Directed by Gus Van Sant
Style: DVD Review
Review originally written for Static Multimedia
One of the primary reasons why I love movies as much as I do is the fact that when they are done right, they are without a doubt the most enjoyable medium through which you are able to gain knowledge. They can teach you so much about the world by accurately depicting a person, a generation, or a country all while making the viewer feel they were right there experiencing it as it was going on.
So was the case with Milk, the brilliant biopic pic about the life of Harvey Milk, the first openly gay man elected to a major public office. Now, I am a little ashamed to admit this but unfortunately it’s true. I had no idea who Harvey Milk was. I had not even heard of the guy until I discovered that Sean Penn would be playing him. A little embarrassing but I’ll be the first to admit that I am not exactly the world’s most knowledgeable history buff. However, after watching this movie, I now know a great deal about the man who, in his forties, moved to San Francisco on a whim and ended up becoming a United States politician and the leading voice for the equal rights movement among homosexuals.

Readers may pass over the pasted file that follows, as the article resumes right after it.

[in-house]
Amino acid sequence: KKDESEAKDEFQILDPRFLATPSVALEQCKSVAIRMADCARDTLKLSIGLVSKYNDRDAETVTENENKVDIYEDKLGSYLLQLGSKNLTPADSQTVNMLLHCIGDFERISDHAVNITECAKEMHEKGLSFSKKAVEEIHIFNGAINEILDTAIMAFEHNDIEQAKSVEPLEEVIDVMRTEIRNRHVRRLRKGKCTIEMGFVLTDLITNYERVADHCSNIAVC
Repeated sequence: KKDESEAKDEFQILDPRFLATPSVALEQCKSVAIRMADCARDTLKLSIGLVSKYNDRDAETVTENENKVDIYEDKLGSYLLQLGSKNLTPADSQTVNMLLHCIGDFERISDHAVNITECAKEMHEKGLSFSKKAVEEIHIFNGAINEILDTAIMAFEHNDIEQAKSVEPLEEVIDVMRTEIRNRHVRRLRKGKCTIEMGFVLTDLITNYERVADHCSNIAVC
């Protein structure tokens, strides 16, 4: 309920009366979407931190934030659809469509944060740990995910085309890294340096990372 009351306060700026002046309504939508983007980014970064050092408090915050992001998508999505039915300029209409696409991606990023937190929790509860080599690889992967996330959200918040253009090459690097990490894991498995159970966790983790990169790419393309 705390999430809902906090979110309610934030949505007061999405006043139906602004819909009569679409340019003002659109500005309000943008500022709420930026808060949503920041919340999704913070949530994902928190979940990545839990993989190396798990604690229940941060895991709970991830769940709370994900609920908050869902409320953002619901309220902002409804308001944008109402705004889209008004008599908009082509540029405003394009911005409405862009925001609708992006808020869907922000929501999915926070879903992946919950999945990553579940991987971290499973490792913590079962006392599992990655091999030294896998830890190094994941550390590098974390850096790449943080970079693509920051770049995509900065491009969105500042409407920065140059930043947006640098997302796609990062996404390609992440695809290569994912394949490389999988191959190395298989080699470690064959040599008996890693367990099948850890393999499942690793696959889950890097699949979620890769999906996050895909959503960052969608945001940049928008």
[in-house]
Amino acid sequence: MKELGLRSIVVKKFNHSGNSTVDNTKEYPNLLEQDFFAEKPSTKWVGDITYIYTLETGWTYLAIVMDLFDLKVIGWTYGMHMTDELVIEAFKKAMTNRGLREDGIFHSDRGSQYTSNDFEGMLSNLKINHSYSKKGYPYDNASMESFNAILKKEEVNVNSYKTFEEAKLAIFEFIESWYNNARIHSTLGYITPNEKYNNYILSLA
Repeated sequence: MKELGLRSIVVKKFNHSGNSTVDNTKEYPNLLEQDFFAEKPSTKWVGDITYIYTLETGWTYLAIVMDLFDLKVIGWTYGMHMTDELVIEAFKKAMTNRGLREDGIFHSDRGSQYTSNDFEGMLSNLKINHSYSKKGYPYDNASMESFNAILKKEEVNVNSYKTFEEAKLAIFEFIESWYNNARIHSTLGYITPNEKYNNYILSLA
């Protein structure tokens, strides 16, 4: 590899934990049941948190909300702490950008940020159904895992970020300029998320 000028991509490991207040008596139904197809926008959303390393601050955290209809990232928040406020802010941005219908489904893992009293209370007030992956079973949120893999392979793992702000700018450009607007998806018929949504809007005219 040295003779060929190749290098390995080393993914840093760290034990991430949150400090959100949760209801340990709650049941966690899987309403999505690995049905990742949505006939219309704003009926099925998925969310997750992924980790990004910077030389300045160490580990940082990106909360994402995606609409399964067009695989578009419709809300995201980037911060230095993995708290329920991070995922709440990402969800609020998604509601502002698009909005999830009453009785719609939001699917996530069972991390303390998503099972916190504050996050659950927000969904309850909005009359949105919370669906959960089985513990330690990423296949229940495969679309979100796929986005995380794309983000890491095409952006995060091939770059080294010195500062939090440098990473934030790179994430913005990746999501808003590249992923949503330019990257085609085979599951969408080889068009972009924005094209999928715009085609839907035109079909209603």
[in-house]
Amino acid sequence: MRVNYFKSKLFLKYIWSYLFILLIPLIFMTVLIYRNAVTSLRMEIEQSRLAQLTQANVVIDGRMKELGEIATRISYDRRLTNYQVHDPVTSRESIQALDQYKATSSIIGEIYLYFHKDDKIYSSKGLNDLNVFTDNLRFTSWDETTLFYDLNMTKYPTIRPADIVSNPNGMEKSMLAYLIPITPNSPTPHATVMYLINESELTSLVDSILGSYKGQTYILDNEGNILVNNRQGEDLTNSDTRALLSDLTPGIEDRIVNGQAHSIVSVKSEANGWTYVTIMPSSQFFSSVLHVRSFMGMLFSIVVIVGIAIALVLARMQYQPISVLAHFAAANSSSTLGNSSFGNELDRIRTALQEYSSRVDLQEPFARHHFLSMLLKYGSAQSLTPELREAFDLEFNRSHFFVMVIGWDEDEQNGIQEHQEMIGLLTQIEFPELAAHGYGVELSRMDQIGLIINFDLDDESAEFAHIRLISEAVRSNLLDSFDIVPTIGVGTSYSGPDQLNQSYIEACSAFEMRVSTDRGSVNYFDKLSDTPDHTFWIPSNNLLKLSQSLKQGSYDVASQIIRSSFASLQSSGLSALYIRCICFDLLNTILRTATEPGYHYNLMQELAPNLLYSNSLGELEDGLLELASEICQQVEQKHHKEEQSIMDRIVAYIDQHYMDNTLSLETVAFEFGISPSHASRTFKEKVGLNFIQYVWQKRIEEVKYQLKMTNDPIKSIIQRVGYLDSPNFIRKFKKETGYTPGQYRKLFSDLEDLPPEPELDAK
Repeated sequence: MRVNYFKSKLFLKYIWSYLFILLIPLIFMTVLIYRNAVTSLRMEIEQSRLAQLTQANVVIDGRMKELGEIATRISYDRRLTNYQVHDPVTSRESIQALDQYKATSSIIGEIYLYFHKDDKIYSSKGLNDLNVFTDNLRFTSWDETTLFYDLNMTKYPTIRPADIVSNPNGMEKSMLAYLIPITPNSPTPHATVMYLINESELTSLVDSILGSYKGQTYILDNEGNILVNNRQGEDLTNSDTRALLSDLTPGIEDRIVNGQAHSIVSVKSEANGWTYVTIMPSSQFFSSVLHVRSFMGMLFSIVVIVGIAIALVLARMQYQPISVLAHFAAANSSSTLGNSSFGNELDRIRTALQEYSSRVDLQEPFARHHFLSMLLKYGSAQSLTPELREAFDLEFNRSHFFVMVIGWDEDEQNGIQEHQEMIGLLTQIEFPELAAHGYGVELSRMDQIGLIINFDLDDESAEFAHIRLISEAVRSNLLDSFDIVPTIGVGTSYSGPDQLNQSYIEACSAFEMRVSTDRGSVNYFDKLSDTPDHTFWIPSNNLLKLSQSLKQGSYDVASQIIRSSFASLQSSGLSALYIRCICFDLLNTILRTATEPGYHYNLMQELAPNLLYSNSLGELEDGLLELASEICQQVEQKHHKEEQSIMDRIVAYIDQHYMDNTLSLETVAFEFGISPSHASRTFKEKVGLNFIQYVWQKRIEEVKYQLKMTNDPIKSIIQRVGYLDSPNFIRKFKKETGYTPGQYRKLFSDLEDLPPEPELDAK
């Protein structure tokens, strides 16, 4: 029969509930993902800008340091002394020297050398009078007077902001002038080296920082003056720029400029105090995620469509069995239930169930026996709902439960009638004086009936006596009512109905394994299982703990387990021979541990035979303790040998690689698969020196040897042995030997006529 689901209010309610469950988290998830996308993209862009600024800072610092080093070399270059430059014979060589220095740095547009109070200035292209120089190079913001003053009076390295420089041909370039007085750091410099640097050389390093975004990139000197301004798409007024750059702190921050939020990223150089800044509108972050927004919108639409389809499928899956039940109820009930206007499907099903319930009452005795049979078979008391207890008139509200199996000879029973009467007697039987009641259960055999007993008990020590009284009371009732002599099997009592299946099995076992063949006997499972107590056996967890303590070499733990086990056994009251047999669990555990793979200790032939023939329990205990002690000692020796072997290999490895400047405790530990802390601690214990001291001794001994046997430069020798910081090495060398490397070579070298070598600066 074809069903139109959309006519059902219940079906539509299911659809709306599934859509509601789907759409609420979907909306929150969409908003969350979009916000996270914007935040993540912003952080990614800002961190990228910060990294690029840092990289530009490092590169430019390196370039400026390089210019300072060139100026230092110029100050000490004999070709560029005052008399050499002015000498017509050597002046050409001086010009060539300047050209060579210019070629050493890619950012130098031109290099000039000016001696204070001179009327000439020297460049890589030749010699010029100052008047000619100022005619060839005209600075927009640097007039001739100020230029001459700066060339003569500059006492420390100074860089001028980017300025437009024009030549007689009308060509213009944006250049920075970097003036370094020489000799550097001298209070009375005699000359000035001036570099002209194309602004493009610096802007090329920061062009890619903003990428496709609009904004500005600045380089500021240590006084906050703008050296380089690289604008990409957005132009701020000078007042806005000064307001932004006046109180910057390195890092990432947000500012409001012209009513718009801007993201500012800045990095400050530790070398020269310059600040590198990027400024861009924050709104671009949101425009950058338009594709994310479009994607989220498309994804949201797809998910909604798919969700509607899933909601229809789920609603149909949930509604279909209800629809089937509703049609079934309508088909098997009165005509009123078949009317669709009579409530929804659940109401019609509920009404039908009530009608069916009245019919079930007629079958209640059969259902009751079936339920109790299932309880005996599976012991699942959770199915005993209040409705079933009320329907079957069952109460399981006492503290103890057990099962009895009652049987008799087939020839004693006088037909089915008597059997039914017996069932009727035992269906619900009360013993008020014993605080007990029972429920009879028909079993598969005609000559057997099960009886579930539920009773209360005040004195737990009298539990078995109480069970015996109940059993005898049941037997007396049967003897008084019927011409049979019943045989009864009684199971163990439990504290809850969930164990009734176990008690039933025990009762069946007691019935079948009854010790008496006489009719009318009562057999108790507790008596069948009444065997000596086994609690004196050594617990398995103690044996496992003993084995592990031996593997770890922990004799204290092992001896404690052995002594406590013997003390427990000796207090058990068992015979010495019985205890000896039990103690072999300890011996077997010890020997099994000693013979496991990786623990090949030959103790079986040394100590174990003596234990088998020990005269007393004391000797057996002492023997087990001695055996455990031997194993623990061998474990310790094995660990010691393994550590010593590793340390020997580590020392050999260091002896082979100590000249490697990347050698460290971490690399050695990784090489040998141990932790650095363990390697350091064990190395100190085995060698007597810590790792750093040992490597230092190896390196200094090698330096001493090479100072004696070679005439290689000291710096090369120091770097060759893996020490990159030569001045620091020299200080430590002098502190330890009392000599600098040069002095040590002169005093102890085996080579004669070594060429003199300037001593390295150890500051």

Milk is perfectly directed by Gus Van Sant, who proves again how extremely capable he is of making a great film when he’s not “experimenting.” And the script from Dustin Lance Black gives us an impressive amount of knowledge on both the political and personal lives of Harvey Milk without getting boring or drawn out. Apparently the Academy agreed when they awarded him the Oscar for Best Original Screenplay.
And speaking of Oscars, Sean Penn won another one for his portrayal of the openly gay politician. But unlike his previous Oscar win (and the majority of his roles in general), he doesn’t burn up the screen as this dark, gritty character with a taste for violence. Instead, he is this quirky yet charming middle-aged man with a great sense of humor. His supporting cast is equally as great with Emile Hirsch and James Franco leading the way behind Josh Brolin, who provides outstanding work throughout the film. If Josh Brolin continues at the rate he is going, it won’t be long until he has an Oscar himself.
The DVD comes with a few deleted scenes and a touching featurette titled “Remembering Harvey” which provides insight and footage on the real Harvey Milk. “Hollywood Comes to San Francisco” explores the challenges the filmmakers possessed in making the modern day San Fran look like the one from the 60s and 70s. Regardless of the extras, this DVD is worth it alone for the film. It sheds light on the hope and inspiration that Harvey Milk infectiously spread wherever he went and opens our eyes to a time when America wasn’t so tolerant. It’s a truly enjoyable movie to watch. And if you’re like me, it just might teach you something as well.
Review: 4 out of 4 stars